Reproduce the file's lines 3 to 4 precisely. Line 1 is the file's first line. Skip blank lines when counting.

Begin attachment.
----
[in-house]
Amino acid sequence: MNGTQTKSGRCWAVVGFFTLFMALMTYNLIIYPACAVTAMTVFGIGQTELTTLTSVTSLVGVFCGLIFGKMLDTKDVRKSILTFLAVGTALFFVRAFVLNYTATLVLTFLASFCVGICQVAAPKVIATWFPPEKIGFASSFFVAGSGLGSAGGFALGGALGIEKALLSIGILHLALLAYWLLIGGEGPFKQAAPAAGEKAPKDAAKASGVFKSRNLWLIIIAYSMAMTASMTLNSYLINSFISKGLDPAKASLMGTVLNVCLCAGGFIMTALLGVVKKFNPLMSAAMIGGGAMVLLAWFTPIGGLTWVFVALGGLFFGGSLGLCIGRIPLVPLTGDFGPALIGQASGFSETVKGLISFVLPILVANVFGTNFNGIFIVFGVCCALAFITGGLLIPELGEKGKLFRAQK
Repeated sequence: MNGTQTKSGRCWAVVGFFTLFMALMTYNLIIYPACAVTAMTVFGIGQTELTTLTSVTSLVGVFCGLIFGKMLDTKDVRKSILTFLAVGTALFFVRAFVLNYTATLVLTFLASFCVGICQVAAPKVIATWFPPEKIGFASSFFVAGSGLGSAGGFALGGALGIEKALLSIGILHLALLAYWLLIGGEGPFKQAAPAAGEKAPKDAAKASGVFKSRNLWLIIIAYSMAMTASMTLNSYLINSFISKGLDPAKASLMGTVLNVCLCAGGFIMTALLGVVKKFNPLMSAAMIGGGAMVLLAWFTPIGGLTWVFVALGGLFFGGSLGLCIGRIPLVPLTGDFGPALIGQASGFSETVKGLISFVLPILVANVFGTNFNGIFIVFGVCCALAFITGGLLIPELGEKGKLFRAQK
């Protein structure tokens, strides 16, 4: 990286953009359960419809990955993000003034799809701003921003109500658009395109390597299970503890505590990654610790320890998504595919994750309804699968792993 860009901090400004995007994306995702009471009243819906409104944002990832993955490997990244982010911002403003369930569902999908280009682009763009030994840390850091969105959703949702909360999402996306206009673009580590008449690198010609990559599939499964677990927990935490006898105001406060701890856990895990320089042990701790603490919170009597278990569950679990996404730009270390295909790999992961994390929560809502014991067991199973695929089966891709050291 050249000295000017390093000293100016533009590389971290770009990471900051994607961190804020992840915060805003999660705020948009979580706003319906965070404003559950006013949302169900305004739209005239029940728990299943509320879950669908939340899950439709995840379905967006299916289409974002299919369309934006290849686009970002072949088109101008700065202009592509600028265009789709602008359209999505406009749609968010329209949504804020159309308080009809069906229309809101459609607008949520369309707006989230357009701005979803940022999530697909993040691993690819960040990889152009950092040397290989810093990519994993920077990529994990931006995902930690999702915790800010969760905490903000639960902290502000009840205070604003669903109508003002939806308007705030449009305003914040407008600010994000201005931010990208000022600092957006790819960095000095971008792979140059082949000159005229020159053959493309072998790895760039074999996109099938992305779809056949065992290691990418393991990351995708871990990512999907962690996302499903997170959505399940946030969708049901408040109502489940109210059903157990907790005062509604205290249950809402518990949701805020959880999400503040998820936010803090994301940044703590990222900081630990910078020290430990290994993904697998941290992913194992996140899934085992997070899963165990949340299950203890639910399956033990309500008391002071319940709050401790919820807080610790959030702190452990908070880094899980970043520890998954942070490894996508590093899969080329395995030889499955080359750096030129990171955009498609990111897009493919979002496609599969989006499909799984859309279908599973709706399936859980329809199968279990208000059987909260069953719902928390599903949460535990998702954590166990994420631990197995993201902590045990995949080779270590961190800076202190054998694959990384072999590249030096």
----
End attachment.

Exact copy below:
Repeated sequence: MNGTQTKSGRCWAVVGFFTLFMALMTYNLIIYPACAVTAMTVFGIGQTELTTLTSVTSLVGVFCGLIFGKMLDTKDVRKSILTFLAVGTALFFVRAFVLNYTATLVLTFLASFCVGICQVAAPKVIATWFPPEKIGFASSFFVAGSGLGSAGGFALGGALGIEKALLSIGILHLALLAYWLLIGGEGPFKQAAPAAGEKAPKDAAKASGVFKSRNLWLIIIAYSMAMTASMTLNSYLINSFISKGLDPAKASLMGTVLNVCLCAGGFIMTALLGVVKKFNPLMSAAMIGGGAMVLLAWFTPIGGLTWVFVALGGLFFGGSLGLCIGRIPLVPLTGDFGPALIGQASGFSETVKGLISFVLPILVANVFGTNFNGIFIVFGVCCALAFITGGLLIPELGEKGKLFRAQK
């Protein structure tokens, strides 16, 4: 990286953009359960419809990955993000003034799809701003921003109500658009395109390597299970503890505590990654610790320890998504595919994750309804699968792993 860009901090400004995007994306995702009471009243819906409104944002990832993955490997990244982010911002403003369930569902999908280009682009763009030994840390850091969105959703949702909360999402996306206009673009580590008449690198010609990559599939499964677990927990935490006898105001406060701890856990895990320089042990701790603490919170009597278990569950679990996404730009270390295909790999992961994390929560809502014991067991199973695929089966891709050291 050249000295000017390093000293100016533009590389971290770009990471900051994607961190804020992840915060805003999660705020948009979580706003319906965070404003559950006013949302169900305004739209005239029940728990299943509320879950669908939340899950439709995840379905967006299916289409974002299919369309934006290849686009970002072949088109101008700065202009592509600028265009789709602008359209999505406009749609968010329209949504804020159309308080009809069906229309809101459609607008949520369309707006989230357009701005979803940022999530697909993040691993690819960040990889152009950092040397290989810093990519994993920077990529994990931006995902930690999702915790800010969760905490903000639960902290502000009840205070604003669903109508003002939806308007705030449009305003914040407008600010994000201005931010990208000022600092957006790819960095000095971008792979140059082949000159005229020159053959493309072998790895760039074999996109099938992305779809056949065992290691990418393991990351995708871990990512999907962690996302499903997170959505399940946030969708049901408040109502489940109210059903157990907790005062509604205290249950809402518990949701805020959880999400503040998820936010803090994301940044703590990222900081630990910078020290430990290994993904697998941290992913194992996140899934085992997070899963165990949340299950203890639910399956033990309500008391002071319940709050401790919820807080610790959030702190452990908070880094899980970043520890998954942070490894996508590093899969080329395995030889499955080359750096030129990171955009498609990111897009493919979002496609599969989006499909799984859309279908599973709706399936859980329809199968279990208000059987909260069953719902928390599903949460535990998702954590166990994420631990197995993201902590045990995949080779270590961190800076202190054998694959990384072999590249030096």